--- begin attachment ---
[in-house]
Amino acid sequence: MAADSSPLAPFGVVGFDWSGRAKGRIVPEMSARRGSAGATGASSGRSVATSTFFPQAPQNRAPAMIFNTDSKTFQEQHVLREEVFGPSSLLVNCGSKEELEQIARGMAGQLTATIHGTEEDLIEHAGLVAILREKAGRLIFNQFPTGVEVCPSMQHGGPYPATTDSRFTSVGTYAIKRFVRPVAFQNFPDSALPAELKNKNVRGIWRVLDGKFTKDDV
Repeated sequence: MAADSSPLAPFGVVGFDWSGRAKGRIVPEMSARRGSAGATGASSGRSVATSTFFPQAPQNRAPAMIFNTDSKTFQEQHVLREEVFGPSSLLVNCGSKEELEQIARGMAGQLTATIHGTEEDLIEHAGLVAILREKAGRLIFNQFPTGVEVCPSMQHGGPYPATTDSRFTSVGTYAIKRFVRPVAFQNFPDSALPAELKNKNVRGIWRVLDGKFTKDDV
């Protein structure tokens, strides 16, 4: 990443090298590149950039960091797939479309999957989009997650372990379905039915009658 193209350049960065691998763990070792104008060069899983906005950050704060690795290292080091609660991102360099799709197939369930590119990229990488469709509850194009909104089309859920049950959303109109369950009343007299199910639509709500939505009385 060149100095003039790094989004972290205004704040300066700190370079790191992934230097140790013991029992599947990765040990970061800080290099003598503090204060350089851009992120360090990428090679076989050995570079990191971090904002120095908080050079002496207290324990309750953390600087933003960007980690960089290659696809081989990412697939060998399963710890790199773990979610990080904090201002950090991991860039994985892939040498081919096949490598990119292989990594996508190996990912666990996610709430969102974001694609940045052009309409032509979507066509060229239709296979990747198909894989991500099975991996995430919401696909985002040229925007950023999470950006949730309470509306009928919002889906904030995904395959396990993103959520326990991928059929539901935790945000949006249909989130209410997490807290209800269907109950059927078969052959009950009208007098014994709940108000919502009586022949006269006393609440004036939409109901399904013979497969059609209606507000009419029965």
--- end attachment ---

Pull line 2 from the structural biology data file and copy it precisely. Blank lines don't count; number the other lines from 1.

Amino acid sequence: MAADSSPLAPFGVVGFDWSGRAKGRIVPEMSARRGSAGATGASSGRSVATSTFFPQAPQNRAPAMIFNTDSKTFQEQHVLREEVFGPSSLLVNCGSKEELEQIARGMAGQLTATIHGTEEDLIEHAGLVAILREKAGRLIFNQFPTGVEVCPSMQHGGPYPATTDSRFTSVGTYAIKRFVRPVAFQNFPDSALPAELKNKNVRGIWRVLDGKFTKDDV